How A Piano Is Made

How A Piano Is Made

The piano is one of the best known and most loved musical instruments. It also has the broadest range of any instrument, meaning music for all other instruments can be composed on it. You’ll often find the piano played solo. But when combined with any other instrument, including voice, you’ll find it creates pleasing harmony.

Technically speaking, the piano is also one of the most complex instruments. With over 2,500 parts, a lot of work goes into keeping a piano in playing condition. 

The piano is a stringed instrument organized into one of five general areas: the case, the soundboard, the iron plate, the strings, and the action. How A Piano Is Made

The case has many structural parts. It’s the case that protects the inner-workings of the piano. It’s also the part of the piano that connects the legs and the pedals, the rim and the keybed.  A lot goes into production to ensure the casing is perfect for creating sound. Wood must be seasoned until it meets a specific moisture content to hold its contour. It must also be sanded, stained, and glazed properly to ensure sound properties meet certain qualifications. 

The cast iron plate is installed over the soundboard and pinblock to provide strength and to anchor the strings under tension. It is made from molten iron poured into specially created match plates designed specifically for the piano being created. 

A piano has 220 to 240 strings attached to hitch pins along the curved cast iron plate. It uses tuning pins to connect and vary the sound. Piano string isn’t string at all. Instead, it is made in specialized mills and consists of carbon steel wire. You’ll find the bass strings also wrapped in copper winding to add weight and thickness to the steel core strings, so they vibrate more slowly and produce longer, deeper sounds.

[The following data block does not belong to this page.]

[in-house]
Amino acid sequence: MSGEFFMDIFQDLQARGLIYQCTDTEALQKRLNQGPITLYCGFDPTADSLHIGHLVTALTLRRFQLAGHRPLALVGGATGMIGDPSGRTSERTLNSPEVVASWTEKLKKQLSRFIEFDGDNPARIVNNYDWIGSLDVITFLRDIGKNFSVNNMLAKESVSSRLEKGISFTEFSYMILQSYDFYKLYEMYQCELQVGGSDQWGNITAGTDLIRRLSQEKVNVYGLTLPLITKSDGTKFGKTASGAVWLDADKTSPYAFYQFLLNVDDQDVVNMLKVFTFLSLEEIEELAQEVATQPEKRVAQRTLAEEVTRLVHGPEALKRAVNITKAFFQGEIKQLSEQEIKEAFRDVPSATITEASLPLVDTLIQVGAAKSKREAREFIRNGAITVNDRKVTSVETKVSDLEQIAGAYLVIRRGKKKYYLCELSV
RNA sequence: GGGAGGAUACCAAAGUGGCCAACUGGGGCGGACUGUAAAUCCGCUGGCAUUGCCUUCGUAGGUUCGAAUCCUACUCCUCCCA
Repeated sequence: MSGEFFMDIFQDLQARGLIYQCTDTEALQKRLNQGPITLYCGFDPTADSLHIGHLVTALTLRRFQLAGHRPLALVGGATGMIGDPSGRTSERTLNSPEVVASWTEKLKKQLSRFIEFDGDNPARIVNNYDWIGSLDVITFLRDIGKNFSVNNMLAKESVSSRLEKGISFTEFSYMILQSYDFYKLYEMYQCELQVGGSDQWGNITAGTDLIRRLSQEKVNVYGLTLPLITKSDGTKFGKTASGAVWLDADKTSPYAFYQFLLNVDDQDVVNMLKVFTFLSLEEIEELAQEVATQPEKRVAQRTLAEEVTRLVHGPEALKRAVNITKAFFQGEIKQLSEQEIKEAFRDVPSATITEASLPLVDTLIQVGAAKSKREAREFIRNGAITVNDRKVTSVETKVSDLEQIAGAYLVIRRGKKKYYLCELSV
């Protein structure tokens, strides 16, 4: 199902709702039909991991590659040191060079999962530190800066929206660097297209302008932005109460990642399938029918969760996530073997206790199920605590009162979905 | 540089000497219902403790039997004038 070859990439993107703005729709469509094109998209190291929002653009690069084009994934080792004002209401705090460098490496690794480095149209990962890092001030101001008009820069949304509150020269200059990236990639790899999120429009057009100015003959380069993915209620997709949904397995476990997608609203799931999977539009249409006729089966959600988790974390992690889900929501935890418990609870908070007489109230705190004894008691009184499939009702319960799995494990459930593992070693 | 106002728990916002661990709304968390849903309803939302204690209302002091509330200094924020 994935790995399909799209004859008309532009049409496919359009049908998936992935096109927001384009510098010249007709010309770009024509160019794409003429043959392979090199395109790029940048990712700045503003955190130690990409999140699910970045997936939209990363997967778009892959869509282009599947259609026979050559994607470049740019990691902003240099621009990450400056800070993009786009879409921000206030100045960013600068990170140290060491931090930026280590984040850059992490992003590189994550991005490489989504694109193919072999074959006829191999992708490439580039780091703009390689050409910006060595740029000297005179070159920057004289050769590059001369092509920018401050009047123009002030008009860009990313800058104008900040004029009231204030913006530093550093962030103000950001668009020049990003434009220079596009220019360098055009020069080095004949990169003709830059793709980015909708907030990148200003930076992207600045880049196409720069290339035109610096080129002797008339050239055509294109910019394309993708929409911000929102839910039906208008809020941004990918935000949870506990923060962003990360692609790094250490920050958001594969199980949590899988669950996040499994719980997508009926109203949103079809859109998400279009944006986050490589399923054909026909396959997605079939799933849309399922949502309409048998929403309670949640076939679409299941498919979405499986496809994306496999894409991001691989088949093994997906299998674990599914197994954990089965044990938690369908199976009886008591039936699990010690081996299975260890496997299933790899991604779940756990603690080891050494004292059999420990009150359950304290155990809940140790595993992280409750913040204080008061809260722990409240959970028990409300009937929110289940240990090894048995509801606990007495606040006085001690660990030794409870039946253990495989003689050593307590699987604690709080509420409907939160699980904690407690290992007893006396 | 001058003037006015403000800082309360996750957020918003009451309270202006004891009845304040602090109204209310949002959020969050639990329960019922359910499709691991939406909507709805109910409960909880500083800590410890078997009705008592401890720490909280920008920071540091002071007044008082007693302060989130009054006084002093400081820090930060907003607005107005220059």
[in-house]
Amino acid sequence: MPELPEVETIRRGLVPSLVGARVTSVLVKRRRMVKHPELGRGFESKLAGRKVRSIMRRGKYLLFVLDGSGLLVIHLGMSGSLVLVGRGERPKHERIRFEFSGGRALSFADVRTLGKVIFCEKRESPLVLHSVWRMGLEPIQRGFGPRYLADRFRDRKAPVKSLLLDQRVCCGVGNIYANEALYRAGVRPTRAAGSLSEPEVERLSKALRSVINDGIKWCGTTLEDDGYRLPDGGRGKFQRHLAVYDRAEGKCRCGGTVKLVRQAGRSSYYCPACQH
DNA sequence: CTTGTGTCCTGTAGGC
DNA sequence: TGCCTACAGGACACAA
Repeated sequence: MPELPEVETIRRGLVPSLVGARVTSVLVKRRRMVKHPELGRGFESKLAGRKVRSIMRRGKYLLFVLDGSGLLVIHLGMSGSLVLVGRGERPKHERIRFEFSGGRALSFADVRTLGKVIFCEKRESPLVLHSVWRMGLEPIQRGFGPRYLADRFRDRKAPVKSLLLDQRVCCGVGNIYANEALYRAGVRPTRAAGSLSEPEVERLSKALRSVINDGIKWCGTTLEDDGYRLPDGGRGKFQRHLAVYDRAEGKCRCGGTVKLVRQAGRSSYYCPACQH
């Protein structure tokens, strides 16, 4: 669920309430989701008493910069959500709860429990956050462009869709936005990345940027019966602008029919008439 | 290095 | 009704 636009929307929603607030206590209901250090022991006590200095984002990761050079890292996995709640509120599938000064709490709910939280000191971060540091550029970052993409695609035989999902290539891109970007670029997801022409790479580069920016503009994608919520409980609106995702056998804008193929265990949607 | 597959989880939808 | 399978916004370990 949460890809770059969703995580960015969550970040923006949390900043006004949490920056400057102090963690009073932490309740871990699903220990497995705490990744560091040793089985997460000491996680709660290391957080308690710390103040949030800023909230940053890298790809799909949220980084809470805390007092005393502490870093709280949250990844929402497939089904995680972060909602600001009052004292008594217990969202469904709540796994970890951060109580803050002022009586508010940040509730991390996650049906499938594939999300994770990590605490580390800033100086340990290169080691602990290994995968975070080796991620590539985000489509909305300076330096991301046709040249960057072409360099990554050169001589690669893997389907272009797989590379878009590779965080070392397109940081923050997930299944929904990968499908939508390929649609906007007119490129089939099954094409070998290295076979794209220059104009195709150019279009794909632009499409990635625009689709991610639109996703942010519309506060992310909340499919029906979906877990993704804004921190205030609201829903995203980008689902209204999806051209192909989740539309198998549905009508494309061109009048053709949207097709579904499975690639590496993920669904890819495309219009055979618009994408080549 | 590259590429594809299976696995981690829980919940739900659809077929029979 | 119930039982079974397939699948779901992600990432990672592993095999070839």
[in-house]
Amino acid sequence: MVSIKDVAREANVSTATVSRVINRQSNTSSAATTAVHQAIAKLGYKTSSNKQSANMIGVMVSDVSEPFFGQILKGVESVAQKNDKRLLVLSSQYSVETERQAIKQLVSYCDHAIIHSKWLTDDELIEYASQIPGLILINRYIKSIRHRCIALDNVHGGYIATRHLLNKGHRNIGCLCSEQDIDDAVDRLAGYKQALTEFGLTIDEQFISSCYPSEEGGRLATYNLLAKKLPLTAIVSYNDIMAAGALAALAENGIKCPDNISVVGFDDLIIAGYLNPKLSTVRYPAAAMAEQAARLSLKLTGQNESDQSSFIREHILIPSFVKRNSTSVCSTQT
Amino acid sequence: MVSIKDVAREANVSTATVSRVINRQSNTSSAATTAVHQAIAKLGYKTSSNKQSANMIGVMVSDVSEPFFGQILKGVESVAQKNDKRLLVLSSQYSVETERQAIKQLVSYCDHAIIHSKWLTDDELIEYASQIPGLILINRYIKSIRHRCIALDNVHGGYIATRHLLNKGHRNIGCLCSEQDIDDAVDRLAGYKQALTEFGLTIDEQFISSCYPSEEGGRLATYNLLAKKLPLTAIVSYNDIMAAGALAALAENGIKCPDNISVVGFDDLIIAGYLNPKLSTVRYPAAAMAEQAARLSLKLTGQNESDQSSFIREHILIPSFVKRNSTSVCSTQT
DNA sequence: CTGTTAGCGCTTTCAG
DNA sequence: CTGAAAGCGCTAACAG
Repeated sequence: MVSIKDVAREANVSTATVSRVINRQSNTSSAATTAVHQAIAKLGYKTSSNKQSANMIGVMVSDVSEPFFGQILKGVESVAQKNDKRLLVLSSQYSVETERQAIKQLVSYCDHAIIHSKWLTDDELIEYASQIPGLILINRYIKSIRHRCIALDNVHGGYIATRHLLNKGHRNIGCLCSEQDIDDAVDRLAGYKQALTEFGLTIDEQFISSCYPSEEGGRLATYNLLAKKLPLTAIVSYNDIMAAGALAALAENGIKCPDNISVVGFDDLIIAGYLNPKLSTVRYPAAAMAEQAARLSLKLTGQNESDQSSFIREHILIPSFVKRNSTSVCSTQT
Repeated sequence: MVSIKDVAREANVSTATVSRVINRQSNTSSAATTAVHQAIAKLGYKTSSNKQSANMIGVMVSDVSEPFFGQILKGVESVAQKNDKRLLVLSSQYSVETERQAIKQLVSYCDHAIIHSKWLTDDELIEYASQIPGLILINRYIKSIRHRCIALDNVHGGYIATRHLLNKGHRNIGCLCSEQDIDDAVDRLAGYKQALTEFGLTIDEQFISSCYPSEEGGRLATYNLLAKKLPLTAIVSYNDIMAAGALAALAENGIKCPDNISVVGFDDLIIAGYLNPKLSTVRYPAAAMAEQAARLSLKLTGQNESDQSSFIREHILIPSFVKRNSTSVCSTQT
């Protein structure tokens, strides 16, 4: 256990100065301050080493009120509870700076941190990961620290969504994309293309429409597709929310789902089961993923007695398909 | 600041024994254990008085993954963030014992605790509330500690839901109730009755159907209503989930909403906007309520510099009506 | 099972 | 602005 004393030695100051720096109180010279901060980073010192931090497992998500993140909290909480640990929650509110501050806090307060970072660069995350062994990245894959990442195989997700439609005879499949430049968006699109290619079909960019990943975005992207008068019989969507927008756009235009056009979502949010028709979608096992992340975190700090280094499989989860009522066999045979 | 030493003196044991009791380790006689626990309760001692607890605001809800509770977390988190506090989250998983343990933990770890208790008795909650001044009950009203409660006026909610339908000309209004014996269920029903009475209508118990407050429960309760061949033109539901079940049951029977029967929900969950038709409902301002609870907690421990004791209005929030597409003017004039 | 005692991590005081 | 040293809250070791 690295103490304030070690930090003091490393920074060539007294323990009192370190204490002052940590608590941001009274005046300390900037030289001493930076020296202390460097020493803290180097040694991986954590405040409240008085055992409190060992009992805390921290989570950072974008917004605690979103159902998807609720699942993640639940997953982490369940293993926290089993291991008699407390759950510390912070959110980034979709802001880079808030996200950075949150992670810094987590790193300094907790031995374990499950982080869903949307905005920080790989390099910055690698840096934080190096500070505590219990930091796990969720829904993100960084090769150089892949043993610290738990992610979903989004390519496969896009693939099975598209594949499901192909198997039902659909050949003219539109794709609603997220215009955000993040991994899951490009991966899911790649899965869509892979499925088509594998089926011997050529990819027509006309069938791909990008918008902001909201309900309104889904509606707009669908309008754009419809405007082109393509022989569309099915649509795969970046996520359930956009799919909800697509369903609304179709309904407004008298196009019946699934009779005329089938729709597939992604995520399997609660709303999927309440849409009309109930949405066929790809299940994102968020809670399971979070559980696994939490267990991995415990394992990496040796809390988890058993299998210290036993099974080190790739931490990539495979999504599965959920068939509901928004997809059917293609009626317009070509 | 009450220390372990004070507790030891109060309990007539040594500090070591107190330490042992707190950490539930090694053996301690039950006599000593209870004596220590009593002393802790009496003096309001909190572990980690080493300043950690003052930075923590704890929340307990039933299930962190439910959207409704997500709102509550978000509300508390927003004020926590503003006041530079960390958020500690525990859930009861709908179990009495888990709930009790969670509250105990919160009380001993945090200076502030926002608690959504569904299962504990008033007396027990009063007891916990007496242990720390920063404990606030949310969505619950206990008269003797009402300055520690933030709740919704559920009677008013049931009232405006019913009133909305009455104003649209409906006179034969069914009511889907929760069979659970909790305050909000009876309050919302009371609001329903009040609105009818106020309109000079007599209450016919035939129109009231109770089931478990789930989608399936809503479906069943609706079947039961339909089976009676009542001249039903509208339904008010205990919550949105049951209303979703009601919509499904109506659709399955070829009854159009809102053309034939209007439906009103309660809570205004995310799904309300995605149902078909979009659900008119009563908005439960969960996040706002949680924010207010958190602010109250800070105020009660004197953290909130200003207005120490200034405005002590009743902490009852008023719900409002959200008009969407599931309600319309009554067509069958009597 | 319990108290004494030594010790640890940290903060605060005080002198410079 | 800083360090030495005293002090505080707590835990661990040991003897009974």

The piano action is the most complicated part of the process. It includes the keys, hammers, and action that creates the sound as the keys are struck. The keys balance and pivot on a set of rails that are covered with felt to prevent noise. Guide pins are inserted to help with balance. The keys are covered with black or white plastic. The voice depends on the quality of the hammers. Many materials are used in this process depending on the manufacturer, which today’s processes includes a premium wool felt. 

A piano is usually named depending on its size. Grand pianos come in concert, baby and smaller apartment size. The vertical comes with five standard sizes recognized in the industry: spinet, consolette, console, studio, and professional. 

Our current modern day pianos haven’t changed much in the past century as far as appearance, but they continue to be refined based on today’s technology. You’ll find better materials, more refined processes, and smoother finishes are a standard in everything produced today. 

Ultimately, it comes down to sound. Stop by today to hear the difference in today’s modern piano.